Suffice it to say that Orgeron is a voracious recruiter. He is charismatic. He is relentless. And he takes no prisoners. The latter two of these qualities has been on heavy display over the past 48 hours. In case you’re one of the three people in the world who hasn’t heard this, Orgeron called all of his early enrollment recruits at Tennessee yesterday and told them not to go to class–yesterday was the first day of the spring semester in Knoxville–because if they did they’d be locked into their scholarship, and that would make it much tougher for them to follow Kiffin to USC, which is what Orgeron is presumably hoping they’ll do.
But it’s not just Orgeron. If it hasn’t happened already, in the coming days there will be hundreds of coaches and recruiters making phone calls to these 20 or 30 UT recruits (all of whom are 17 or 18-years-old, we should remember) with the sole intention of trying to convince them to flip-flop on where they’d like to play their college football. And, believe it or not, most of these kids will be willing to listen.
Like I mentioned yesterday, most of these recruits signed with UT because they wanted to play for Kiffin. And like I mentioned today, very few of them signed with UT because they grew up rooting for the Volunteers–very few of them are even from Tennessee.
So, finally, my point with all of this…
Tennessee needed to get land coach with a dynamic personality and/or tons of credibility. They needed a guy that could sit these recruits down and convince them–be it by awe-inspiring merit or just raw charisma–that their choice to play their college football at the University of Tennessee is still the best decision they ever made.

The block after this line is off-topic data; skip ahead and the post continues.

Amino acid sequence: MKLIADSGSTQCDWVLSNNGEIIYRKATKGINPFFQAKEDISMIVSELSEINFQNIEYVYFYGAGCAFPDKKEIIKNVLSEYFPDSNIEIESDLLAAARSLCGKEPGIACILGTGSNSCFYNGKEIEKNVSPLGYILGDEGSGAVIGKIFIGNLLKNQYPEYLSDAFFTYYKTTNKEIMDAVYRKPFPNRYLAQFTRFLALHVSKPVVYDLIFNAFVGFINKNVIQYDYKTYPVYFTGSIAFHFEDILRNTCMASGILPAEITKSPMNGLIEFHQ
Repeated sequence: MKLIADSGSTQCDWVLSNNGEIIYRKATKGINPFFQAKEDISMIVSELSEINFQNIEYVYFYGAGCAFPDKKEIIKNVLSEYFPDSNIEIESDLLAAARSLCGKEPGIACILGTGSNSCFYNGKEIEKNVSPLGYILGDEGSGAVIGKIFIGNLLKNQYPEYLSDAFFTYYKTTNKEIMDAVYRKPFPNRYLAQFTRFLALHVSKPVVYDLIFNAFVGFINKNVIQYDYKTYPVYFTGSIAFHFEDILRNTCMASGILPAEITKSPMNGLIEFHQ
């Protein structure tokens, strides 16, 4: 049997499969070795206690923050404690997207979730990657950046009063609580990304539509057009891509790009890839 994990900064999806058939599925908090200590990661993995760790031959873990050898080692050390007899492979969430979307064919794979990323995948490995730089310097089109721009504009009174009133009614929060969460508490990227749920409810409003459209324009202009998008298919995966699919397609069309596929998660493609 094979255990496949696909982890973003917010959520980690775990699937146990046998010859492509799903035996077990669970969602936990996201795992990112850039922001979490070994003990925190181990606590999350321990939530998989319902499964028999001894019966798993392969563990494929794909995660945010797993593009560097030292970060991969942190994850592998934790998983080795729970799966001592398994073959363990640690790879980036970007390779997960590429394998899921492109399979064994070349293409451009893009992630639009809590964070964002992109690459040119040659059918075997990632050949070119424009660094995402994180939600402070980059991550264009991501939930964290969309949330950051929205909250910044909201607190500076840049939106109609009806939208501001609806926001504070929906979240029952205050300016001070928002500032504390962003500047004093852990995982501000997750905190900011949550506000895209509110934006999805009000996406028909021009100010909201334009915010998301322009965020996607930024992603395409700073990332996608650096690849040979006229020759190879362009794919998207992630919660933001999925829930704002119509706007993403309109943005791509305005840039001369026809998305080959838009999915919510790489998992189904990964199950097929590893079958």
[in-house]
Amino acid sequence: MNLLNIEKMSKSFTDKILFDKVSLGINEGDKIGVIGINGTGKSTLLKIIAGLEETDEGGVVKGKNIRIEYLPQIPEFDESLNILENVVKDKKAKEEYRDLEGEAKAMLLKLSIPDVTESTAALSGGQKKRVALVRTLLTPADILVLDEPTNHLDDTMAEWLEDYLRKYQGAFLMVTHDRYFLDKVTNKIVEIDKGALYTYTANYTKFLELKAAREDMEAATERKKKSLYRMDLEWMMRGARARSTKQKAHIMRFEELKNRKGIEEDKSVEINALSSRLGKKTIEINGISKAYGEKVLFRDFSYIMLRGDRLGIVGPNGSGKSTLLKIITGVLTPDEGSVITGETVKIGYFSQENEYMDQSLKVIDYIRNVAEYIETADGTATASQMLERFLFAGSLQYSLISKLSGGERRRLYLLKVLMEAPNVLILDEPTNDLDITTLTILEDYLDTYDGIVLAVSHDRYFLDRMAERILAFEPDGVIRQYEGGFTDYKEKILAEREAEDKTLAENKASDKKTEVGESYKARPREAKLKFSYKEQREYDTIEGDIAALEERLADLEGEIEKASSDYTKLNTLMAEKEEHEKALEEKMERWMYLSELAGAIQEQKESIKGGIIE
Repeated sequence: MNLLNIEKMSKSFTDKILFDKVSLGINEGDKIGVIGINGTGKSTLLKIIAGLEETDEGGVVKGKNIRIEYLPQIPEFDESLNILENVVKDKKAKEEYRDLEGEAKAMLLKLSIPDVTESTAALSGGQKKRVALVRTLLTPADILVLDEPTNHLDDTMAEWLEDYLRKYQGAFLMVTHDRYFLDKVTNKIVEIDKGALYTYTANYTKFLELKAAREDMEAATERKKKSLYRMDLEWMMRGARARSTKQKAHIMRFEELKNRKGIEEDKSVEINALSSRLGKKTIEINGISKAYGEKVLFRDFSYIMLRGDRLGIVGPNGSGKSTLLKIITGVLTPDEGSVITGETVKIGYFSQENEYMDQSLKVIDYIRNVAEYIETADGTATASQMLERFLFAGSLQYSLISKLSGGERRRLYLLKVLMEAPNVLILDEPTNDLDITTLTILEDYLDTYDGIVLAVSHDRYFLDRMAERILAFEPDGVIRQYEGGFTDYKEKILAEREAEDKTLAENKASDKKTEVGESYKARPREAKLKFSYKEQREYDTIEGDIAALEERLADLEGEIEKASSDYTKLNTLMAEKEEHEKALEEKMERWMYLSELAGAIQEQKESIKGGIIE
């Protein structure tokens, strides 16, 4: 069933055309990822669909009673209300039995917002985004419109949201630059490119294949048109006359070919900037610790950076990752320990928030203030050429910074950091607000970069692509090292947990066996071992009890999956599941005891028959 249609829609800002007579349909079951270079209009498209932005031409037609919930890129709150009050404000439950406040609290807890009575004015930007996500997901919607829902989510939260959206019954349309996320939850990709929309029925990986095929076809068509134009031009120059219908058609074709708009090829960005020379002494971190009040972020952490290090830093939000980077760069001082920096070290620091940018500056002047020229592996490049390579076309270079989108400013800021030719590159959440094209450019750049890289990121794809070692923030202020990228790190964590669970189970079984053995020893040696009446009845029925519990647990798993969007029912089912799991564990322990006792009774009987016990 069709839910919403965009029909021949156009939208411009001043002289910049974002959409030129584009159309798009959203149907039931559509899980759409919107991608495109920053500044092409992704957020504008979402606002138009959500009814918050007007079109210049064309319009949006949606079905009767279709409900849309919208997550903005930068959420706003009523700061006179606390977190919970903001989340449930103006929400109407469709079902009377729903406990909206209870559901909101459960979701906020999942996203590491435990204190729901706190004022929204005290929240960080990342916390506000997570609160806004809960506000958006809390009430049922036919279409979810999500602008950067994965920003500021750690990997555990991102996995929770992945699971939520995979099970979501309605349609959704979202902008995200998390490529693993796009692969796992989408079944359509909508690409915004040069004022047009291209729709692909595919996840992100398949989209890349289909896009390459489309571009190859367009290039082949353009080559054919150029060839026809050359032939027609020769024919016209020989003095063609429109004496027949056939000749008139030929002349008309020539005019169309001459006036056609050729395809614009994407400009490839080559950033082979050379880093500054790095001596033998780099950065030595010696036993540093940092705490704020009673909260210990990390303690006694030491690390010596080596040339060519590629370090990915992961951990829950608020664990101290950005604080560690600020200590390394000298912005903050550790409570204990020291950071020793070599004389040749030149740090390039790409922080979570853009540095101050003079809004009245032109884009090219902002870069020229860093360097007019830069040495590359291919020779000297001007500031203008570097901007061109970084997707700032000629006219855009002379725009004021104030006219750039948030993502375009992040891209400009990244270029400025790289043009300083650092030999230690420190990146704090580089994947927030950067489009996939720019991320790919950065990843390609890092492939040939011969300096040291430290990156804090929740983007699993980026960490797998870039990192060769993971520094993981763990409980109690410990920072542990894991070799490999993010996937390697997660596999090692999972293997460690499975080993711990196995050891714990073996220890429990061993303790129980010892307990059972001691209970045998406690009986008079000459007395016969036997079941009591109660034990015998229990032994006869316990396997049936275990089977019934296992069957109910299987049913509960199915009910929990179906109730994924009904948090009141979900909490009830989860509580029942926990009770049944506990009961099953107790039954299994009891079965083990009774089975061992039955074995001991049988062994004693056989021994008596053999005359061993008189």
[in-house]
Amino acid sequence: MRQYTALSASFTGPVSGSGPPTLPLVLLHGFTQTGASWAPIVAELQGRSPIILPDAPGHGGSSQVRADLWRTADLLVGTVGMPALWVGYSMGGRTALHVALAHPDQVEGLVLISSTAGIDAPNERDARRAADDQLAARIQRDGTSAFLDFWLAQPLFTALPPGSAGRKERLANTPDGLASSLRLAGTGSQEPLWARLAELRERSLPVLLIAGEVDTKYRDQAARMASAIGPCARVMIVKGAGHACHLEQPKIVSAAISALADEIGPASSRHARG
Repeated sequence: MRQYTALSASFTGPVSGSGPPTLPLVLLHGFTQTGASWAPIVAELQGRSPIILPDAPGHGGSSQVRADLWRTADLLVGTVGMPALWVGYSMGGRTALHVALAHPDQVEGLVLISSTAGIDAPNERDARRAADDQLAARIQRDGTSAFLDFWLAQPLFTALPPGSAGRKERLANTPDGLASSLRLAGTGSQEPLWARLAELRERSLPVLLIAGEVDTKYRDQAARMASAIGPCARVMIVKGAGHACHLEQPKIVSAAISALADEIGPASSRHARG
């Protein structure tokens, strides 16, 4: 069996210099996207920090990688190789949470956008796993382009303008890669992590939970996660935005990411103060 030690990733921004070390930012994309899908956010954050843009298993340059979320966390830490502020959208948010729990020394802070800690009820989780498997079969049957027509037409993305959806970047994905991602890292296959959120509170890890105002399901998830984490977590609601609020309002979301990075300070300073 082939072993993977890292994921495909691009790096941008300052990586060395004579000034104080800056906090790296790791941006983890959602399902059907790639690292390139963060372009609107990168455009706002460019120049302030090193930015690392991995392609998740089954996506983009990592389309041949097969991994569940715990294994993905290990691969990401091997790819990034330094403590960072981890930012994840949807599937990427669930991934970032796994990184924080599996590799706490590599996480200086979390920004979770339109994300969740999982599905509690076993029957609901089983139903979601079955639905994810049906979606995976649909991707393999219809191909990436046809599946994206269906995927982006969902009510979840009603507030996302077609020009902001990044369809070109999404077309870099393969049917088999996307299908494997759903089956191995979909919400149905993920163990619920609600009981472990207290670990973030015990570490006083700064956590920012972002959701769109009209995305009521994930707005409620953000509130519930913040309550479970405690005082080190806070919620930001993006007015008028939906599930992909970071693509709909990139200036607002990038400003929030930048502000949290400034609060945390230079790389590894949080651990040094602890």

And Cutcliffe isn’t that guy.
Maybe I’m wrong (and I hope I am), but if things go poorly for Tennessee and their recruiting class over the next three weeks (i.e., they all bolt), this could set back the Vols for years. Cutcliffe doesn’t have the recruiting prowess to rein in national recruits or the coaching record to indicate that he’s the guy to right this ship. He’s a solid hire for most schools, just not Tennessee. Not for a school that’s competing with schools like Florida, Georgia, and South Carolina every year for recruits as well as victories.
Maybe I’m wrong. Or maybe I’m only sort of right, and Cutcliffe will do a respectable job and keep the Vols afloat until a better candidate comes along that can get them back to elite status. Either way, I’m afraid it’s going to take a long time for UT to make a full recovery from Lane Kiffin.
Update: Cutcliffe has turned down the Volunteers and will remain at Duke. I wish he would’ve made this decision before I wrote a thousand words on why he wouldn’t work, but whatever. This has to be a demoralizing day for Volunteer fans, Cutcliffe is the fourth guy to turn down the job. Next up: Louisiana Tech’s Derek Dooley and Temple’s Al Golden.